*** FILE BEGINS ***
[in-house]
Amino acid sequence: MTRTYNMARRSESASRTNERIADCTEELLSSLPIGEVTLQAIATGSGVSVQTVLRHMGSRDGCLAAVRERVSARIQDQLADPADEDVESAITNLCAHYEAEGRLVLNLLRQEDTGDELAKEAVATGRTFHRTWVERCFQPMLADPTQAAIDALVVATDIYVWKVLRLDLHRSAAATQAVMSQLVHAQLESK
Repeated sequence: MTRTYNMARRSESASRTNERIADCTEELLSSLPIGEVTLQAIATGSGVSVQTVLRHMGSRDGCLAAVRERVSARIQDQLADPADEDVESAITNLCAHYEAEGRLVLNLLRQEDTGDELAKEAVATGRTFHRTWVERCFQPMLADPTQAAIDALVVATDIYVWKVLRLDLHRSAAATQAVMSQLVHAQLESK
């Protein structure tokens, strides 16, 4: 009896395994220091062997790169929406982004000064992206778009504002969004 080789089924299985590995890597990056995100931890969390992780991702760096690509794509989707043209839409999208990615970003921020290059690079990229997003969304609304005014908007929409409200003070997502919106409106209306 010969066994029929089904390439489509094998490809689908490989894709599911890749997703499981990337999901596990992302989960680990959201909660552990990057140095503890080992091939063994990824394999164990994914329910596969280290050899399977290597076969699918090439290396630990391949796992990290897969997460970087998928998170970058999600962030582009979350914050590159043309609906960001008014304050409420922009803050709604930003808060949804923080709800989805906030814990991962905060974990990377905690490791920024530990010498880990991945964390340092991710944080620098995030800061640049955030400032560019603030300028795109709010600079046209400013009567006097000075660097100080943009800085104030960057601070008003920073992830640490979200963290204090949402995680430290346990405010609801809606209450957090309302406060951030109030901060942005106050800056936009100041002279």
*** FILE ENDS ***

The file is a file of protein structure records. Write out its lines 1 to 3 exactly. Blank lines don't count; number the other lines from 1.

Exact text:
[in-house]
Amino acid sequence: MTRTYNMARRSESASRTNERIADCTEELLSSLPIGEVTLQAIATGSGVSVQTVLRHMGSRDGCLAAVRERVSARIQDQLADPADEDVESAITNLCAHYEAEGRLVLNLLRQEDTGDELAKEAVATGRTFHRTWVERCFQPMLADPTQAAIDALVVATDIYVWKVLRLDLHRSAAATQAVMSQLVHAQLESK
Repeated sequence: MTRTYNMARRSESASRTNERIADCTEELLSSLPIGEVTLQAIATGSGVSVQTVLRHMGSRDGCLAAVRERVSARIQDQLADPADEDVESAITNLCAHYEAEGRLVLNLLRQEDTGDELAKEAVATGRTFHRTWVERCFQPMLADPTQAAIDALVVATDIYVWKVLRLDLHRSAAATQAVMSQLVHAQLESK